Despite a high court ruling to ensure first aid and ambulances for railway accident victims, the railway authorities continue to remain callous.
The body of a 30-year-old unidentified man, which was cut into three pieces, lay unattended on a central railway platform of the bustling Dadar railway station for over eight hours on Sunday before the Central Railways finally managed to arrange for a hearse van.
According to Government Railway Police (GRP), the victim was run over by an unknown local train between Dadar and Matunga stations on down slow line early Sunday morning, around 1 am. His body, however, was finally taken to Sion hospital only at 9.45am.
Shriniwas Mudgerikar, Chief Public Relations officer (CPRO), of Central Railway, told HT, “The station master came to know about the accident at 2.15 am and immediately informed the control room to arrange for an ambulance. The railway doctor also arrived in some time. The delay was owing to the fact that the agency responsible for providing the ambulance was on strike.”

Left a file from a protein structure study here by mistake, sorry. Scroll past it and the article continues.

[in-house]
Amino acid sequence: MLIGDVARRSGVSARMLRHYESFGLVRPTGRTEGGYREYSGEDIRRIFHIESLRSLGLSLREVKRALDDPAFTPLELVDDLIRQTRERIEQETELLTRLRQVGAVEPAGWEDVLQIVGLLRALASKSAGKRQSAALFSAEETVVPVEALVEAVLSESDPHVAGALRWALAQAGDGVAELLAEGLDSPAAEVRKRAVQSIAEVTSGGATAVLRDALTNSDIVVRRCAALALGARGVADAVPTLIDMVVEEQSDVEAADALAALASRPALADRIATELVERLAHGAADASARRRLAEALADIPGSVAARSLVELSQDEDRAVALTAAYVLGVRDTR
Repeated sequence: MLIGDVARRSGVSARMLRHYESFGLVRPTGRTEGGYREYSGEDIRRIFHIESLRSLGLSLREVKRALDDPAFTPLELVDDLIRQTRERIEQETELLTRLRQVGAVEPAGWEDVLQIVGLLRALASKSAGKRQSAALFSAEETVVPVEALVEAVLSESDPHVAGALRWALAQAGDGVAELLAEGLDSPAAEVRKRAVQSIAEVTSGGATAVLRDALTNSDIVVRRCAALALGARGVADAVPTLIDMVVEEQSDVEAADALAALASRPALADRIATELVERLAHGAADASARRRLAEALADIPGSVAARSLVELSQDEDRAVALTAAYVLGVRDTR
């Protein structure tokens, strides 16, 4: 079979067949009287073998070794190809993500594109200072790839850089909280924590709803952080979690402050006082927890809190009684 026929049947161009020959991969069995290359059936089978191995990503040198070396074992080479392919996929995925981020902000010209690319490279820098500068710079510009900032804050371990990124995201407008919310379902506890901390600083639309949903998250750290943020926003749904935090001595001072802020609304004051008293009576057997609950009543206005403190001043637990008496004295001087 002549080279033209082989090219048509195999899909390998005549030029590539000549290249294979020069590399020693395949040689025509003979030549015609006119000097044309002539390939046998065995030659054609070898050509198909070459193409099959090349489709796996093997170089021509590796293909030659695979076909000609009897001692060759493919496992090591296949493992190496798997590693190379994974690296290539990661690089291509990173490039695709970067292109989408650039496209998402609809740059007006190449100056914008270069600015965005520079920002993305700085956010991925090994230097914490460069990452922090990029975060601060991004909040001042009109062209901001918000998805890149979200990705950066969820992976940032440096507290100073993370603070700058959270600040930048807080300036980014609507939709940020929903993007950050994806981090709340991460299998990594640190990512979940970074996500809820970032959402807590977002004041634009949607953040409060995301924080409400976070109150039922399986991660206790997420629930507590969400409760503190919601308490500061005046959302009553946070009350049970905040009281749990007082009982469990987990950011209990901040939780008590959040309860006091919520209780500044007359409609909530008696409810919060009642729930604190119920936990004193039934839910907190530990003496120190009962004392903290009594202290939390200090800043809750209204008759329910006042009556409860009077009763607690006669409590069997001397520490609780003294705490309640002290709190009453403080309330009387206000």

The high court had personally summoned the general managers of both the railways and rapped the railways for their callousness following a petition. The court directive states that all major railway stations should have a medical room to give first aid to accident victims and also have an ambulance for transporting victims.
The GRP alleged that the delay was due to non-cooperation of the railway authorities, who are responsible for providing immediate medical aid to the victims.
“The station master at Dadar railway station informed us about the accident around 1.15 am while the doctor from Byculla railway hospital was called at 4 am who declared the victim dead," Assistant Commissioner of Police Bapu Thomre told HT.
"The station master said he was not aware of the circular which states that the railways should pay the GRP Rs 750 for arranging an ambulance and disposing a body," Thomre added.
The GRP has registered the case as an accidental death. But the Central Railway took another two hours after the case was registered to transport the body.
(with inputs from Rajendra Aklekar)